TUESDAY, Aug. 4, 2020 (HealthDay News) -- Sprint and strength performance are improved in nonasthmatic athletes by using β2-agonists, according to a review published online Aug. 3 in the British Journal of Sports Medicine.
Amund Riiser, Ph.D., from the Western Norway University of Applied Sciences in Vestlandet, and colleagues conducted a systematic literature review to examine the effect of β2-agonists on anaerobic performance (maximal physical performance lasting one minute or less) in healthy nonasthmatic individuals.
Based on 34 identified studies, the researchers found that β2-agonists improved anaerobic performance by 5 percent, but the effect was related to dose and administration route. The standardized difference in mean (SDM) was 0.14 for approved β2-agonists and 0.46 for prohibited β2-agonists. For inhaled administration, SDM was 0.16 versus 0.51 for oral administration. Additionally, SDM was 0.20 for acute treatment and 0.50 for treatment for multiple weeks. Strength and sprint performance were specifically improved by β2-agonists.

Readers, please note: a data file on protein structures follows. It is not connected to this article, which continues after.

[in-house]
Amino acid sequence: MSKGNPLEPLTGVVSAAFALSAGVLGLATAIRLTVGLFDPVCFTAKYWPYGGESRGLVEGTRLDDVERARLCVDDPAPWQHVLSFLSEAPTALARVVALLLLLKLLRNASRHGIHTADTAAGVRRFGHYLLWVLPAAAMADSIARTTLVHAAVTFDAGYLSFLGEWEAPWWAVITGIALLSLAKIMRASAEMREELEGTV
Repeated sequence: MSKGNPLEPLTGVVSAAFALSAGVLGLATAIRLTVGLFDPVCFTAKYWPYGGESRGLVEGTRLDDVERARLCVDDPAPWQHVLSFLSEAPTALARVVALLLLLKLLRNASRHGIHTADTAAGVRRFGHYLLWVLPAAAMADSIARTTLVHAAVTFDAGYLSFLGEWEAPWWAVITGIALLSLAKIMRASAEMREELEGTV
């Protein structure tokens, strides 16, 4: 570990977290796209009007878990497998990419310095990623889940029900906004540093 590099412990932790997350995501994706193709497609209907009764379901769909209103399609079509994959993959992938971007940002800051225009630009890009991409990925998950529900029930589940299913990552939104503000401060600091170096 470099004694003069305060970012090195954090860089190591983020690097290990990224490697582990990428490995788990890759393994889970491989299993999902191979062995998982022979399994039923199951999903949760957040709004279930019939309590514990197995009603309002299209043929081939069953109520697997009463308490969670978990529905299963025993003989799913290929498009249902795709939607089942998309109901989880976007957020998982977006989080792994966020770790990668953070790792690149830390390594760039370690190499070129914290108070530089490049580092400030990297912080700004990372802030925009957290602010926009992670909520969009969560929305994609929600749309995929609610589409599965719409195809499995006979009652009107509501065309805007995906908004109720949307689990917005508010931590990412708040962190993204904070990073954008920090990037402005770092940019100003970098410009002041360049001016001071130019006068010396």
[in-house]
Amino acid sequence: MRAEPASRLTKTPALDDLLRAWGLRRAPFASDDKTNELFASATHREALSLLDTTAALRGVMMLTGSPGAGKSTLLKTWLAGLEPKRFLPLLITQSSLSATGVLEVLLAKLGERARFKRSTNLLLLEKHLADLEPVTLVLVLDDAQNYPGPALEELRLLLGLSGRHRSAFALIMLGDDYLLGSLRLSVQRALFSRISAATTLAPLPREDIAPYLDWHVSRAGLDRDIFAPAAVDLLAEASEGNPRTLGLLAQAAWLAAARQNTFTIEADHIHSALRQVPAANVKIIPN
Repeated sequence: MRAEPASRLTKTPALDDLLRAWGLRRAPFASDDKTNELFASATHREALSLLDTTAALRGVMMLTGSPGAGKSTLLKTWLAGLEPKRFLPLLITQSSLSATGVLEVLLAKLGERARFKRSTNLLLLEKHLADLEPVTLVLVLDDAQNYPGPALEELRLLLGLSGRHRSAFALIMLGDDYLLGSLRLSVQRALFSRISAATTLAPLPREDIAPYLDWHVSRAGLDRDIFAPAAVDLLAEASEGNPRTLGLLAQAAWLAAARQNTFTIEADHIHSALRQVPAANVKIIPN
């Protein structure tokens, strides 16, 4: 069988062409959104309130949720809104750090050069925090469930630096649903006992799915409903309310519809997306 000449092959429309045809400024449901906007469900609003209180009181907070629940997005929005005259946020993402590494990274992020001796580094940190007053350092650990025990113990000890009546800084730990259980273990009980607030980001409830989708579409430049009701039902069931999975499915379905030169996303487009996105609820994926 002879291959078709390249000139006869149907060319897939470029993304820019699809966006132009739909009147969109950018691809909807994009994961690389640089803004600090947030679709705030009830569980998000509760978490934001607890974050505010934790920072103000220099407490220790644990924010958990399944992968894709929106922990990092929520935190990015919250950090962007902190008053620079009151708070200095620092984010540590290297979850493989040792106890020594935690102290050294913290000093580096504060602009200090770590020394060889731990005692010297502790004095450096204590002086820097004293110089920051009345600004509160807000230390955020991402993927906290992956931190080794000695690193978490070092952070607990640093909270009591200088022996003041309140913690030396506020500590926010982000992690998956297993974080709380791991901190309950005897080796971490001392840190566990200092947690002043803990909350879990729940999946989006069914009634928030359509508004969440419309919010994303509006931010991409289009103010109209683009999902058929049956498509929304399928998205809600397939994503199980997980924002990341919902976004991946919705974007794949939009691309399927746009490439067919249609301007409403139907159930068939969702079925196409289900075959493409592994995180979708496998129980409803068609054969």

"Our results support that the use of β2-agonists should be controlled and restricted to athletes with documented asthma," the authors write.